Her attention to detail has given Jelinska the reputation of being one of the top grooms on the international circuit. In 2016, she received the Shapley’s Best Turned Out Horse award for HHS Cooley at the Rolex Kentucky CCI5*-L.
“I can take a lot of pressure,” adds Jelinska. “I only get stressed out if I feel there is not enough time.”
But this constant pressure came at a cost. Jelinska admits her ability to internalize the stress of a grueling schedule, combined with high personal expectations, took a toll on her health.
“I am learning to put myself first,” says Jelinska. “I should have done that when I first got ill. Maybe then it wouldn’t have gotten so bad.”
The travel required for her job hasn’t made it easy for her to get enough rest, eat well and take care of herself—all things her U.K. doctors insist are necessary for her to stay healthy. She couldn’t go to Lima for the Pan Am Games, as her compromised immune system could not handle the required vaccinations.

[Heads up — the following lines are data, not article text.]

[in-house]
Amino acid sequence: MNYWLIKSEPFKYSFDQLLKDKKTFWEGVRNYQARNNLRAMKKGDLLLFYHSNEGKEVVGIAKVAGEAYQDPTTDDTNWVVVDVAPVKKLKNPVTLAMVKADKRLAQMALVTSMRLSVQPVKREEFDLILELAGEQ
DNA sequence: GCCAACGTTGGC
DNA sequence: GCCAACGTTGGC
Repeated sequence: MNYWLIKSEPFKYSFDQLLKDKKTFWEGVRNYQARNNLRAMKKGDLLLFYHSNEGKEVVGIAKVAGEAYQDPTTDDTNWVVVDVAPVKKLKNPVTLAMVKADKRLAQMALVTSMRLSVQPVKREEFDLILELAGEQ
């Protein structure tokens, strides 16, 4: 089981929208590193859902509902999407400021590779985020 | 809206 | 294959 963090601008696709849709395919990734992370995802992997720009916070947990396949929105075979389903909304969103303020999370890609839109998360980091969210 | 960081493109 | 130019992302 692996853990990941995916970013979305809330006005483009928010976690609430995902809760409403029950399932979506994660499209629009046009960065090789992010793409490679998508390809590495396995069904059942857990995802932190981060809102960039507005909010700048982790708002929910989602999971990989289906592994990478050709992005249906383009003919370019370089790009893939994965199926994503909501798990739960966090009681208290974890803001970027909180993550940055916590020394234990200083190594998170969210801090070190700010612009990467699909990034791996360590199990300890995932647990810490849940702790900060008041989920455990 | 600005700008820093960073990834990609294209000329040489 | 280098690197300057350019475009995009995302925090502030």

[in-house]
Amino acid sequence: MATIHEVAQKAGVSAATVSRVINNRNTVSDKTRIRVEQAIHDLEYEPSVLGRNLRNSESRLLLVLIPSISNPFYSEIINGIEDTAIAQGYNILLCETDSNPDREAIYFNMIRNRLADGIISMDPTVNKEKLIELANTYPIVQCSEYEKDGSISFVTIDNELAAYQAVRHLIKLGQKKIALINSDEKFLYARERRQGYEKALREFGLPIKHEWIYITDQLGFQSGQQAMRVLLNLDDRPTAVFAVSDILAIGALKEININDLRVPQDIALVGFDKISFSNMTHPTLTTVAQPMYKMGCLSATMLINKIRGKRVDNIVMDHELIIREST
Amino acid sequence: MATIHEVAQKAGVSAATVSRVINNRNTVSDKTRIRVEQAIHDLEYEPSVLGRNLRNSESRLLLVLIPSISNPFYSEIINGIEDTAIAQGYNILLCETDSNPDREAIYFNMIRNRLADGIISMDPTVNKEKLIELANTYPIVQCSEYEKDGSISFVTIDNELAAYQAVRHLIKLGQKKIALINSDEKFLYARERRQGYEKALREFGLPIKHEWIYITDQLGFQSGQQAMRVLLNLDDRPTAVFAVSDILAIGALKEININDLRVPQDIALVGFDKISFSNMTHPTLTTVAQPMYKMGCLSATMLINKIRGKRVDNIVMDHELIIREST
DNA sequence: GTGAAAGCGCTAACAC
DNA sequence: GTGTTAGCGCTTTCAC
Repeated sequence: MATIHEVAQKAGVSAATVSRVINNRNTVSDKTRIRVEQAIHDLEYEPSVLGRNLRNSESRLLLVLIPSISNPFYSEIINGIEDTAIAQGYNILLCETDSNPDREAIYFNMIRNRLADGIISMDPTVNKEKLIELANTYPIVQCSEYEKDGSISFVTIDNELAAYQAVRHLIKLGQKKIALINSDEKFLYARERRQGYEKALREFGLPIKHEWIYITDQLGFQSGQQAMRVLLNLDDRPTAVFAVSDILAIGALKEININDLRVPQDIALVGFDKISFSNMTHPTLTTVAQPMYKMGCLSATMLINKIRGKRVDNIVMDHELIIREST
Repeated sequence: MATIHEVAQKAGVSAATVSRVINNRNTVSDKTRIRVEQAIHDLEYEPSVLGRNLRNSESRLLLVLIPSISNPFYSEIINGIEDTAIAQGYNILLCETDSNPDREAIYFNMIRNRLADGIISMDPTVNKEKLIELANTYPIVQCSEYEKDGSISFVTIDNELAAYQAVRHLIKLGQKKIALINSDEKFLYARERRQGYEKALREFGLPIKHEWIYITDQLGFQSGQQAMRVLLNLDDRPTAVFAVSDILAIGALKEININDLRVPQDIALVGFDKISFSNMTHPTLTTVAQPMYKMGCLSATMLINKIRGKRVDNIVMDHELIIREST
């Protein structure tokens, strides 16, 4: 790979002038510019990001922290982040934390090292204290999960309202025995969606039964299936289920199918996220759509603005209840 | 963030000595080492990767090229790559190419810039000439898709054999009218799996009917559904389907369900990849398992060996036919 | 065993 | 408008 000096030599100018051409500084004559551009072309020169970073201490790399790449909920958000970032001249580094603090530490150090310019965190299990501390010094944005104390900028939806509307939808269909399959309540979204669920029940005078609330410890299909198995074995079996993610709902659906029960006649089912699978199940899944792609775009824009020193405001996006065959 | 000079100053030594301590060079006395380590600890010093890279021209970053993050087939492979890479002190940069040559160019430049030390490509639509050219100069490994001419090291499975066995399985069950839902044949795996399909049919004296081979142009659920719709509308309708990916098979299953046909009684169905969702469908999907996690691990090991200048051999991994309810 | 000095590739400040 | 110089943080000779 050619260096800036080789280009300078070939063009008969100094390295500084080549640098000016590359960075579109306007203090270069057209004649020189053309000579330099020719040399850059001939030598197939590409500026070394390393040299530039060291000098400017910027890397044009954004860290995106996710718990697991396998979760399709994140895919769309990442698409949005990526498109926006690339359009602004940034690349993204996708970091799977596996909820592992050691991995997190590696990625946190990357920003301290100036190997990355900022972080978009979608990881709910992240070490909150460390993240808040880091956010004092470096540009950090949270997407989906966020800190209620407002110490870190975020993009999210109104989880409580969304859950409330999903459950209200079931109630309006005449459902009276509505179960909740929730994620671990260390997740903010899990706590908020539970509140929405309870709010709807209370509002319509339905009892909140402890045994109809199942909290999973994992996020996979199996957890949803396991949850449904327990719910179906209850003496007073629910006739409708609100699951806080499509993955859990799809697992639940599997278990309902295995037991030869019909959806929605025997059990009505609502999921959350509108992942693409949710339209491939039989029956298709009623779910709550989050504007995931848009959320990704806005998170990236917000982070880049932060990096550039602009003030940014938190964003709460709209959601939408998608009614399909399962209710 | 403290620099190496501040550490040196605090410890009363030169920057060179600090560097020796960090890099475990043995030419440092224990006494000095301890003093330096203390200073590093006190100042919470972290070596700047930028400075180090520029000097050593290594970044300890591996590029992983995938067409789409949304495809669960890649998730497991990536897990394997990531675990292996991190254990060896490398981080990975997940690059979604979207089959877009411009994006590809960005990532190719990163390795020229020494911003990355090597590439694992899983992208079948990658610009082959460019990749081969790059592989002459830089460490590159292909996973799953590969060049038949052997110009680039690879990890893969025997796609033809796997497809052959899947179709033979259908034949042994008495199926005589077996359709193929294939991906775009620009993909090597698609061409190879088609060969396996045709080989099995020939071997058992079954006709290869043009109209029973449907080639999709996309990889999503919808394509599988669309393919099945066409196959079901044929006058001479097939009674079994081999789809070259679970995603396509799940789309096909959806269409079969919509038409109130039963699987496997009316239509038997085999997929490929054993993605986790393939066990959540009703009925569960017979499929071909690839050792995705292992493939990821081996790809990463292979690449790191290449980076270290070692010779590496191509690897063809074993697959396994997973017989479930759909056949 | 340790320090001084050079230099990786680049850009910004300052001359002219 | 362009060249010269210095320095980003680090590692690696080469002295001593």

When Halliday-Sharp, who is a U.S. citizen, decided to return to the United States year-round, Jelinska knew she couldn’t join her. Jelinska receives an intravenous medication every eight weeks and requires monthly blood draws. In the U.K., the cost of her treatments is covered 100 percent under their National Health Service, but that wouldn’t be the case Stateside.
“I am a bit sad,” says Jelinska. “I wouldn’t have left if she wasn’t relocating. Sometimes I think, ‘Oh, I’ll just go,’ but I know that I really can’t. I’ve just decided that 2019 isn’t my year. I’m pretty good at switching off how I feel.”